06 February 2012

The 52-year old Mumbai native, a former Pan Am stewardess and Delta Airlines trainer, had been on a hunger strike in jail for nearly three weeks following her December 10 incarceration arising from charges of resisting arrest in a routine jury summons case. On December 29, Lyvita was ordered to be taken to the Vista East Medical Center. She died on January 3, 2012 at the hospital.

The funeral was conducted on February 1 and was attended by over 200 people, all asking the same question that's haunting the Gomes family. The last rites were conducted Thursday in the presence of her sister and brother-in-law who life in UK as well as a large assembly of local community leaders. A Chicago daily reported that around 120 people, including 20 local pastors, have signed a "statement of concern" that will be presented to the authorities.

The family lives along Link Road in Goregaon west. Lyvita's brother Oydsteven, who works in a television production house, has so far managed to keep the news of his sister's death from their father. "He is 94 and is still recovering from a nasty bout of malaria," said Steven. "I have requested several relatives and friends who wish to pay condolence not to visit. Of course, now that the funeral is over, I will have to break it to him."

The second of four siblings, Lyvita was a well-educated, qualified achiever filled with a sense of joie de vivre. She studied biochemistry at Sophia College, then went on to teach chemistry at St Joseph's Convent during which time she wrote workbooks for junior school. Soon she tired of that and joined Pan Am airlines in the United States as a flight attendant and supervisor before moving to Delta Airlines where she graduated to flight trainer.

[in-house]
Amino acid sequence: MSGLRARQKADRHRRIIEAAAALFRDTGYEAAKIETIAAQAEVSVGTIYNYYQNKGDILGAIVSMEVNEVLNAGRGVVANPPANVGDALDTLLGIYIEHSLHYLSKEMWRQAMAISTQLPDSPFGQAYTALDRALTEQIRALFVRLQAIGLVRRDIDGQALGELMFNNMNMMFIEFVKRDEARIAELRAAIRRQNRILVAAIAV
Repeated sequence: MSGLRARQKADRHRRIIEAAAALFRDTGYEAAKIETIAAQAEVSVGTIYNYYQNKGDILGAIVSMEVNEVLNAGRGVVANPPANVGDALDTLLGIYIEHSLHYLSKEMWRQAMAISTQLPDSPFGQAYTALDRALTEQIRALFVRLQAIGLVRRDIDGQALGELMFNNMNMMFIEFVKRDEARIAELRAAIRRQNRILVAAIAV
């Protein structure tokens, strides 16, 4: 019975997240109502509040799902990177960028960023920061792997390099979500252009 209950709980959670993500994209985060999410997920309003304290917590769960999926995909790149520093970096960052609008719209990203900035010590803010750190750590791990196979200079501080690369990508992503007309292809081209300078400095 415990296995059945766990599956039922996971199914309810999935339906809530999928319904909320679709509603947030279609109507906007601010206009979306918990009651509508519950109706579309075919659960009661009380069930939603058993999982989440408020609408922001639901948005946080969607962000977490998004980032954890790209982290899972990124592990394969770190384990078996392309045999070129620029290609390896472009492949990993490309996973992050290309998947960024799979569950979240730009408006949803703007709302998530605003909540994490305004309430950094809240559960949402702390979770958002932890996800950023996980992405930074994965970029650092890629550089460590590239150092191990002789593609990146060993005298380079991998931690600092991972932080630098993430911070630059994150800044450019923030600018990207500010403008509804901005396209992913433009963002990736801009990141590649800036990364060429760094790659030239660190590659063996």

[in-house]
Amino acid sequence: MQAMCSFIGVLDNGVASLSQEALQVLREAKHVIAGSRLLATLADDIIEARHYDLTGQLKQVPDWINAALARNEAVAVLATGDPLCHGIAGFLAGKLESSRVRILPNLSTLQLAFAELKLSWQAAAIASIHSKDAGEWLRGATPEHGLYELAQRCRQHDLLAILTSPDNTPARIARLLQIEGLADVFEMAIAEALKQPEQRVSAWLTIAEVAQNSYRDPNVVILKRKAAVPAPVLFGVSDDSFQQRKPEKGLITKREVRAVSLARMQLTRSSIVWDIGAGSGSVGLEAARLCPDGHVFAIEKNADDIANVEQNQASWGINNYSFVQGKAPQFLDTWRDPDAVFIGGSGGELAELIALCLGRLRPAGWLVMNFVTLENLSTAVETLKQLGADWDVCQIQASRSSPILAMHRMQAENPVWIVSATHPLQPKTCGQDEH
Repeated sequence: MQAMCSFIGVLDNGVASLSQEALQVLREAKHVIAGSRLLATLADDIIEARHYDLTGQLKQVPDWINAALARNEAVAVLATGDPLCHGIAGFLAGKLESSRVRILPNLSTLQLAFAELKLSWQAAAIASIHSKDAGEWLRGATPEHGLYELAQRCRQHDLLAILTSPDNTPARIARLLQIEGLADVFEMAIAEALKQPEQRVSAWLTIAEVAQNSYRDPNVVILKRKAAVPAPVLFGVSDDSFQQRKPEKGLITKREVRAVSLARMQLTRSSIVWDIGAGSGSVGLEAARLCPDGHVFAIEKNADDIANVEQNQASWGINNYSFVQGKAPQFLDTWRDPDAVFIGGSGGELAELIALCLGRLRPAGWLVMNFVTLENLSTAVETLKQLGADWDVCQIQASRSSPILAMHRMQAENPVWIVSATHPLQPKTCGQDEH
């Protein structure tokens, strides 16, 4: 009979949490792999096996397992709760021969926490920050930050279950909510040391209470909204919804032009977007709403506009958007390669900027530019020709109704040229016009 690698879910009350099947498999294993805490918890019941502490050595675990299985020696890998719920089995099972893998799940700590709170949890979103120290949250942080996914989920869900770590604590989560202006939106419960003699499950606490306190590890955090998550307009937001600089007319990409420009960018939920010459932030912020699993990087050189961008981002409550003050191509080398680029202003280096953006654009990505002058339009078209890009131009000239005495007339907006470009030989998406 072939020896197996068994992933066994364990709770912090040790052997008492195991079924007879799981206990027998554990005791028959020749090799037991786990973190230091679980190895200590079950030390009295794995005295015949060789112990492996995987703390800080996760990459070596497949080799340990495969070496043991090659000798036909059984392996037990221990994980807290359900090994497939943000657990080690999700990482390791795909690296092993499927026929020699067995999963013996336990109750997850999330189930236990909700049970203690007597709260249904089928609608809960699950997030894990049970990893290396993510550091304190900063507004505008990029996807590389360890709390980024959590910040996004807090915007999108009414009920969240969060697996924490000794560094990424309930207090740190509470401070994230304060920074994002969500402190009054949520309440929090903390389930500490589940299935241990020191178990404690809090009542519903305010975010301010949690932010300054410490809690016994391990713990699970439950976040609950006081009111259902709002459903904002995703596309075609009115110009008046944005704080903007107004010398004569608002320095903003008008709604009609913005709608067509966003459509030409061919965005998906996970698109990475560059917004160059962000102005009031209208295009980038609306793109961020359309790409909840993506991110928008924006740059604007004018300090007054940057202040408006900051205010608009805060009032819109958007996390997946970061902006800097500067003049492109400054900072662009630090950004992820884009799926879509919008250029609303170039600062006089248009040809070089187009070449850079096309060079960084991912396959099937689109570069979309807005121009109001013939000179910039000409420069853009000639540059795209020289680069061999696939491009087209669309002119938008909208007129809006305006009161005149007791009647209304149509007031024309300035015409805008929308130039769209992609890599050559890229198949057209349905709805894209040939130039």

Much of what happened since December 2011when the Chicago police arrested her remains a blur for the family. Questions linger over the exact circumstances of her arrest, her illness, indeed her mental condition and subsequent death. "We are still unaware of the full truth behind her hunger strike over jury duty," said Steven.

"Those who are in the US are hardly wiser for being there. My sister Lyemia and her husband who live in London conducted the funeral on Thursday. They are seeking answers as are the 200-odd supporters and community leaders who attended Lyvita's wake," he added.

Lyvita was single and did not have family in the US. "Is this how they punish foreign nationals who merely refuse jury duty? Stand by as they forgo food and drink, watch them become dehydrated and die?" he asked. "I cannot help think this is racism. Would this have happened to a white person?" Steven and his siblings are yet to receive an apology or explanation, though the Lake County sheriff's office on Thursday released a timetable of events from Lyvita's arrest up to her death in January 3.